Hana Halff ‘21
On Saturday, November 3, 2018, I dove deep into my closet and retrieved a Shabbat dress that had not been touched since Rosh Hashanah, left my phone at home, and canceled any previous plans I had made, to attend a Solidarity Shabbat at my shul. As a response to the attack at the Tree of Life synagogue in Pittsburg, thousands like me met in shuls, community centers, and homes across the world for one unifying Saturday, a Solidarity Shabbat. Recently, I stopped going to synagogue regularly and now rarely attend services. But after attending a Mabat that emphasized the importance of showing up for shul and receiving several Heschel emails persuading me to go, I understood the importance of attending Shabbat services. The decision to take a break from my regular routine and to gather together in prayer, compassion, and unity was suddenly easy to make. While I was in synagogue, I kept in mind what Ora Weinbach, Limudei Qodesh Teacher and 9th Grade Dean, put it in the email “Go to Shul.” She wrote that by doing our best to attend shul on November 3rd, and on every Shabbat, we are “signifying that we are not afraid and will continue to show up for and participate in our community.
Returning to the shul that I once regularly attended, Congregation Beth Sholom in Teaneck, New Jersey, felt strange after not having gone in so long. I saw many new faces, but also more familiar ones. I felt a strong connection not only towards my old friends but even the people I did not know. At the beginning of services, handouts were given out with quotes, prayers, and songs about remembering, healing, and establishing peace. A couple sitting nearby leaned in to tell me about their relationships to the family of one Pittsburgh Massacre victims. Towards the end of the service, Rabbi Joel Pitkowsky spoke about valuing the safety of the synagogue and the support of the mayor of Teaneck and the second-in-command police officer, both of whom were in attendance. The mayor, Mohammed Hameeduddin, a Muslim, offered his support and told the congregation to “wear your kippahs with pride.” He concluded by saying that an attack on Jews is an attack on all religions.
Old Broadway Synagogue in Harlem, the shul I currently belong to, was supported by a vibrant group of families of Holocaust survivors in its heyday. Today it is a very small Orthodox congregation that is largely African American and also comprises second-generation members of the original families as well as a handful of long-time members. While I attended Congregation Beth Shalom with my mother in Teaneck, my family living in New York attended Old Broadway Synagogue. Afterwards we compared our experiences. According to my father, Old Broadway Synagogue had a somewhat different approach to a Solidarity Shabbat. The shul’s attendance is always on the lower side and November 3rd was no exception. However, the strong sense of community in the synagogue made up for that fact. Following regular services, the president of the Congregation, Paul Radensky, shared his thoughts about what Pittsburgh meant to him and the community. His remarks were very moving, as one of Radensky’s close friends is the rabbi of New Light, one of the three congregations that daven at the Tree of Life shul. Radensky reached out to his friend on Saturday night, the night of the shooting, and was given a first-hand, second-by-second, eyewitness account of the massacre — which Paul then proceeded to relay to the Congregation.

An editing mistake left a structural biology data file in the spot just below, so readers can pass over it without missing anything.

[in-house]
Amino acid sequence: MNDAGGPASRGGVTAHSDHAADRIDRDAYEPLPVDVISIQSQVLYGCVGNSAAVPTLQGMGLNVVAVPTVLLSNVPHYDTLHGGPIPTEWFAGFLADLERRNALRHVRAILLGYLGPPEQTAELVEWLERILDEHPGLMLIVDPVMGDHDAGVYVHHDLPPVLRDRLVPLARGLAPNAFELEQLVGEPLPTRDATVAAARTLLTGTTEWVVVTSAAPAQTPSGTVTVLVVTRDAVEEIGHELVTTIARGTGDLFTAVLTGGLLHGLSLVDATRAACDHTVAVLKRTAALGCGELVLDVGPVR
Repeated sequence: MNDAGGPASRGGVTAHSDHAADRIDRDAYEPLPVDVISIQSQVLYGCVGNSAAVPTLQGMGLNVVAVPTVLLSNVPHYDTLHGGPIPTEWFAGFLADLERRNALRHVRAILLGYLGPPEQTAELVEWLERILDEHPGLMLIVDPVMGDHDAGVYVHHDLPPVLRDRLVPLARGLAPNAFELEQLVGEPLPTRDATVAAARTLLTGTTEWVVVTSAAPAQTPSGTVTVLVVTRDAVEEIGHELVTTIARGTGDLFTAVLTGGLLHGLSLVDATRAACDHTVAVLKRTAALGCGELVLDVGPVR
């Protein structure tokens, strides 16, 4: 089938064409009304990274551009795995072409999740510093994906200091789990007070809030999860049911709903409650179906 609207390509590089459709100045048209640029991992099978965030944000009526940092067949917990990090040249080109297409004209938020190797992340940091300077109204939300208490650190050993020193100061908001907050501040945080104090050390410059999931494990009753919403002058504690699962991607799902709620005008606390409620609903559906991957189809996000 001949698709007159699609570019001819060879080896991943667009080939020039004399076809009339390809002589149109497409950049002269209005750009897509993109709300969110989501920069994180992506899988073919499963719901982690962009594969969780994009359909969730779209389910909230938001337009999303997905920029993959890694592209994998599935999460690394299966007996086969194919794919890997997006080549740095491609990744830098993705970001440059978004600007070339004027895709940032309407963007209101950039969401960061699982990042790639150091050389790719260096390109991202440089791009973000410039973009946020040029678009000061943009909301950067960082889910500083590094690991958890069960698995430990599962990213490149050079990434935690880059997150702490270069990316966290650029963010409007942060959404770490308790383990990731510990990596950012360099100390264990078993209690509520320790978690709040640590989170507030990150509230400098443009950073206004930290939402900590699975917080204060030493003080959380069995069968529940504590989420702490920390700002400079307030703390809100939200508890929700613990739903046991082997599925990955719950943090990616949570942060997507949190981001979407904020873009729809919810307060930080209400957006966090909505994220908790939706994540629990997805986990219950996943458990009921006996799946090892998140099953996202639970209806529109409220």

In some way, Solidarity Shabbat was no different than any other Shabbat for Old Broadway, aside from some extra precautions taken to monitor access. For Beth Shalom, however, Solidarity Shabbat structured every aspect of the morning services. Hearing the Beth Shalom congregants share their stories and their relations to Pittsburgh and listening to the connection between Paul Radensky and Tree of Life served as powerful reminders that we Jews are all interconnected and that the tragedy that befalls Jews anywhere affects all Jews everywhere. Moreover, the support from Teaneck mayor, Mohammed Hameeduddin, along with the Muslim Association of Greater Pittsburgh, prove that tragedies that befall Jews definitely do not affect only Jews. Solidarity Shabbat was the first time I attended Shabbat services in a very long time. But after my latest experiences at synagogue, I think I will decide to go to shul regularly again.